Middlebury Center for Social Entrepreneurship Launch
A year ago, a J-term class along with Professor Jon Isham and several key advisors developed the framework for the Middlebury Center for Social Entrepreneurship, and this week, the Center is celebrating its official launch with a series of lectures, workshops, and keynotes by top social entrepreneurs. Having been a member of that class, I can personally say that the work that will be done and that has already been done at this center is very important and very exciting and I can’t wait to see what comes out of it.
Social entrepreneurship at its core is about finding new and innovative solutions for challenging problems. It is about creativity and persistence and coming up with solutions that correct not only the problem at hand, but the systemic causes behind these problems. A brief description from those at the center itself:
The Middlebury Center for Social Entrepreneurship is designed to be a hub in a growing global network of schools, colleges, NGOs, government agencies, businesses, and foundations that are committed to sharing ideas and resources in order to build 21st century solutions.
This week, the MCSE is hosting its first annual symposium on social entrepreneurship. If you missed the opening address last night by Bill Drayton, Ashoka Founder, don’t worry, there is plenty more to come. Check out the full schedule of events to see when lectures, keynotes, and other important events are occurring. For those on campus, a series of exciting workshops are starting in just a few hours at noon, focusing on a range of topics surrounding the issue of social entrepreneurship.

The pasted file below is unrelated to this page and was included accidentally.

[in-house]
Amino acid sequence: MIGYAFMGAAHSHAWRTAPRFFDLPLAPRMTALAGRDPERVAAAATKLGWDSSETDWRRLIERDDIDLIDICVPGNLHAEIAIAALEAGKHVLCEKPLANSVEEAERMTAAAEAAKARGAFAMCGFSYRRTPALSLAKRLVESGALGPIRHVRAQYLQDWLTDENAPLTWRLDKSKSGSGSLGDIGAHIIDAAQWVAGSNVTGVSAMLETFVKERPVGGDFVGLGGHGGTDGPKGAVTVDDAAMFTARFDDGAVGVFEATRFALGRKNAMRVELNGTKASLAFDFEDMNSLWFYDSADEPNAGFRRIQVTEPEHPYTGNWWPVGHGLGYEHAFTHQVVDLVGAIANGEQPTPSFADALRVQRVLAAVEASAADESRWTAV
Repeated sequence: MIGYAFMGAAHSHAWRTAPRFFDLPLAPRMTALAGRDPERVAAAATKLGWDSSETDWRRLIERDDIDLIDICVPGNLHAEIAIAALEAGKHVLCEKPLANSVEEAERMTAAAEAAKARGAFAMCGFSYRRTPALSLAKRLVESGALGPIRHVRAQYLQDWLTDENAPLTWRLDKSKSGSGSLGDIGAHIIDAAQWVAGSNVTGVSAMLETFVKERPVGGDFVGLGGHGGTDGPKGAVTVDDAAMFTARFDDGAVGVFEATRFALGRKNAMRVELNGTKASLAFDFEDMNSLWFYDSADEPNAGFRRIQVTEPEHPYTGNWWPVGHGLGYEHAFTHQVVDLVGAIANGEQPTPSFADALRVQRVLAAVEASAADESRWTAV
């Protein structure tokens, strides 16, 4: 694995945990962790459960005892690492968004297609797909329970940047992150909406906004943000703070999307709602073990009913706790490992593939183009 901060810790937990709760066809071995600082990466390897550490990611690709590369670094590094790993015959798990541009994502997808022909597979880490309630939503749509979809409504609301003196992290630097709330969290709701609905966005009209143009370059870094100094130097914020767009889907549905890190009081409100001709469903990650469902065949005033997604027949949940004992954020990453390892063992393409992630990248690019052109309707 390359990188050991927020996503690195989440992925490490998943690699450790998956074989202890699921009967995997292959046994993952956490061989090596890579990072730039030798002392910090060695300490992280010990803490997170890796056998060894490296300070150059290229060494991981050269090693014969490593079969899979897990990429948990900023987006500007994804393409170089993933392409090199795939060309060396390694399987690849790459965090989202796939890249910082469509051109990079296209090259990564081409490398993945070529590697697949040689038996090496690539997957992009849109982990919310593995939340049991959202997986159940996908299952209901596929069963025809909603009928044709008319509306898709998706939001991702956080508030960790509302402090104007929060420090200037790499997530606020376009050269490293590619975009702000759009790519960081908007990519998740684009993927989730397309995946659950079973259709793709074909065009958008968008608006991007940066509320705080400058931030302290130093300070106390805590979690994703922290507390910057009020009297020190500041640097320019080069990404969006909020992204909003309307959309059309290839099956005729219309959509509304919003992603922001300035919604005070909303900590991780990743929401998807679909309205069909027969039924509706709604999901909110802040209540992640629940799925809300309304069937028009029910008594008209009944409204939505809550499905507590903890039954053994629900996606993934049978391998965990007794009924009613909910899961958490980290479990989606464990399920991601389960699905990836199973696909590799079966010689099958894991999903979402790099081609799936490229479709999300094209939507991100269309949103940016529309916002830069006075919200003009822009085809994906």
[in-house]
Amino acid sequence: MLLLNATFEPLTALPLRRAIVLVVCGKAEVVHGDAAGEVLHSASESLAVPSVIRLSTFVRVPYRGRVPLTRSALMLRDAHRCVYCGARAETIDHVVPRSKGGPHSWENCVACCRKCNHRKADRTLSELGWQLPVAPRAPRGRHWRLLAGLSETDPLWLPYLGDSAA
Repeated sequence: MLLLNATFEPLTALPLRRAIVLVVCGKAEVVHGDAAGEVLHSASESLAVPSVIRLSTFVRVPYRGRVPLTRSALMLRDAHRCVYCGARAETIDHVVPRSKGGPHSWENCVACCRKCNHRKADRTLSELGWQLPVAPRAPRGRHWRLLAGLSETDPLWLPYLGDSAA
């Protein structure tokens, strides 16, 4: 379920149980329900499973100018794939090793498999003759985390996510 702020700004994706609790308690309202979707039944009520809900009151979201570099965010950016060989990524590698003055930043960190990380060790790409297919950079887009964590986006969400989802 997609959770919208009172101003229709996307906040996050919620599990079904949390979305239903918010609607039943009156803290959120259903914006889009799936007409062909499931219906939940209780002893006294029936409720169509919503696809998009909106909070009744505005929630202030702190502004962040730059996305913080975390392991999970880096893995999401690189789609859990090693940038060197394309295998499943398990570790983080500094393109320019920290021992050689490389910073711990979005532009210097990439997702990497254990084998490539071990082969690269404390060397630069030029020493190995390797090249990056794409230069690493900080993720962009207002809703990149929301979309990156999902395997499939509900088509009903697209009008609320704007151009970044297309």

After the jump, a little more about what the Center will be doing into the future.
The Center for Social Entrepreneurship will be structured around three interrelated programs. The first is an annual symposium, bringing innovators and social entrepreneurs to Middlebury each January. While the center will sponsor lectures at partner institutions around the world, the symposium itself will occur at Middlebury each year.
Second, the Center will be host to a grant program that will award approximately 300 grants each year, of varying sizes. These grants will be distributed to a mix of high school students, college students, and recent graduates. It is important to note that this center reaches its arms far beyond the bubble of Middlbury. The project recipients need not be Middlebury affiliated, and grants are intended to support projects both locally and world-wide. As a point of reference, projects might be similar to those supported by the Davis Projects for Peace program, or those promoted by MiddStart, a new platform for fundraising for Middlebury student projects might be similar to projects sponsored by the MCSE in the future.
Thirdly, the Center will be host to training workshops for aspiring social entrepreneurs. These training workshops will ensure that grant recipients and aspiring social entrepreneurs have all the tools they need to have the most successful projects.
Anyway, the point of all of this is that the MCSE is going to be an exciting new part of Middlebury and of Middlebury’s commitment to creativity and innovation. I couldn’t be more excited about what the future has in store for this center, and I can’t wait to see what is going to happen.